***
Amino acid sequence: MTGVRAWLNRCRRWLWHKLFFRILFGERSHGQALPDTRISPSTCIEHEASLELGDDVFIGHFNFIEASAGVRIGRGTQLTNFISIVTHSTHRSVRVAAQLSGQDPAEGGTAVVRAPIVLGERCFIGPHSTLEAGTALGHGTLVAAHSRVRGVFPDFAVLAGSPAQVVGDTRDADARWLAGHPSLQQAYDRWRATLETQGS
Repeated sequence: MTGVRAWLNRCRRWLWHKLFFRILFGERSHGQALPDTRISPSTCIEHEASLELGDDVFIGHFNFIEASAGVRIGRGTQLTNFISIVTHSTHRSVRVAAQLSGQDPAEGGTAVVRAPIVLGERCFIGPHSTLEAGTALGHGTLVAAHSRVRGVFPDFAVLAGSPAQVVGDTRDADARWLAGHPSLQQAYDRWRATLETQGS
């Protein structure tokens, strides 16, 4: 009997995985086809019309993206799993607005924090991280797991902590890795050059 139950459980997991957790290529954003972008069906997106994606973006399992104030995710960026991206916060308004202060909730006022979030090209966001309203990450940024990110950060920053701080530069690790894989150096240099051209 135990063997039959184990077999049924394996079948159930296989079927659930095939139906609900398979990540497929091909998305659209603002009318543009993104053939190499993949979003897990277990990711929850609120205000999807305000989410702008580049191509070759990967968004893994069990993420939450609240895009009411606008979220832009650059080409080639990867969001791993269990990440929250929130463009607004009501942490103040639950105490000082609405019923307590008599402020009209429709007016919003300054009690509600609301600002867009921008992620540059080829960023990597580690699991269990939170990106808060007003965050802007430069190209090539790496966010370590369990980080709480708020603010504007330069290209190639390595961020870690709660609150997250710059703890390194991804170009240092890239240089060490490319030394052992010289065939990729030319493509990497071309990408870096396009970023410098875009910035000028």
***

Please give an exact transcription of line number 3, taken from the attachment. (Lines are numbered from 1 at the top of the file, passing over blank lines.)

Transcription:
């Protein structure tokens, strides 16, 4: 009997995985086809019309993206799993607005924090991280797991902590890795050059 139950459980997991957790290529954003972008069906997106994606973006399992104030995710960026991206916060308004202060909730006022979030090209966001309203990450940024990110950060920053701080530069690790894989150096240099051209 135990063997039959184990077999049924394996079948159930296989079927659930095939139906609900398979990540497929091909998305659209603002009318543009993104053939190499993949979003897990277990990711929850609120205000999807305000989410702008580049191509070759990967968004893994069990993420939450609240895009009411606008979220832009650059080409080639990867969001791993269990990440929250929130463009607004009501942490103040639950105490000082609405019923307590008599402020009209429709007016919003300054009690509600609301600002867009921008992620540059080829960023990597580690699991269990939170990106808060007003965050802007430069190209090539790496966010370590369990980080709480708020603010504007330069290209190639390595961020870690709660609150997250710059703890390194991804170009240092890239240089060490490319030394052992010289065939990729030319493509990497071309990408870096396009970023410098875009910035000028």